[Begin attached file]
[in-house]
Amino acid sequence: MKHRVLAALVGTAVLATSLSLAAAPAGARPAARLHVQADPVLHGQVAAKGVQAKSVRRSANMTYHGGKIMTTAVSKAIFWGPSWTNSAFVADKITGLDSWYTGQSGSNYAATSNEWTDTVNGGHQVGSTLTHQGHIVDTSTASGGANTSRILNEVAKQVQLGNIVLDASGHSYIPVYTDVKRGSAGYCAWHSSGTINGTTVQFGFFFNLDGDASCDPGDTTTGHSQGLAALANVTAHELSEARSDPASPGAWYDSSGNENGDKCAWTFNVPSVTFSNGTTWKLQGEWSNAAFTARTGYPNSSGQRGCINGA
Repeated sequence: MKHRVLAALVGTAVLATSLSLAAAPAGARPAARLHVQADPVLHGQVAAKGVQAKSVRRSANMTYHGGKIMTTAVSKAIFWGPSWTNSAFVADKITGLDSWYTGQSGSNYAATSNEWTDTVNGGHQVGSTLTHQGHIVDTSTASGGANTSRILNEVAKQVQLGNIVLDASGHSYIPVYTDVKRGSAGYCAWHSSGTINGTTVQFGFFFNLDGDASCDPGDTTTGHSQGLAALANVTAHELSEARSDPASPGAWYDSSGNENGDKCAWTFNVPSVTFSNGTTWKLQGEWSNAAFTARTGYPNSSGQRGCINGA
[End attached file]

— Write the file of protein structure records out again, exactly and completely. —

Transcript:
[in-house]
Amino acid sequence: MKHRVLAALVGTAVLATSLSLAAAPAGARPAARLHVQADPVLHGQVAAKGVQAKSVRRSANMTYHGGKIMTTAVSKAIFWGPSWTNSAFVADKITGLDSWYTGQSGSNYAATSNEWTDTVNGGHQVGSTLTHQGHIVDTSTASGGANTSRILNEVAKQVQLGNIVLDASGHSYIPVYTDVKRGSAGYCAWHSSGTINGTTVQFGFFFNLDGDASCDPGDTTTGHSQGLAALANVTAHELSEARSDPASPGAWYDSSGNENGDKCAWTFNVPSVTFSNGTTWKLQGEWSNAAFTARTGYPNSSGQRGCINGA
Repeated sequence: MKHRVLAALVGTAVLATSLSLAAAPAGARPAARLHVQADPVLHGQVAAKGVQAKSVRRSANMTYHGGKIMTTAVSKAIFWGPSWTNSAFVADKITGLDSWYTGQSGSNYAATSNEWTDTVNGGHQVGSTLTHQGHIVDTSTASGGANTSRILNEVAKQVQLGNIVLDASGHSYIPVYTDVKRGSAGYCAWHSSGTINGTTVQFGFFFNLDGDASCDPGDTTTGHSQGLAALANVTAHELSEARSDPASPGAWYDSSGNENGDKCAWTFNVPSVTFSNGTTWKLQGEWSNAAFTARTGYPNSSGQRGCINGA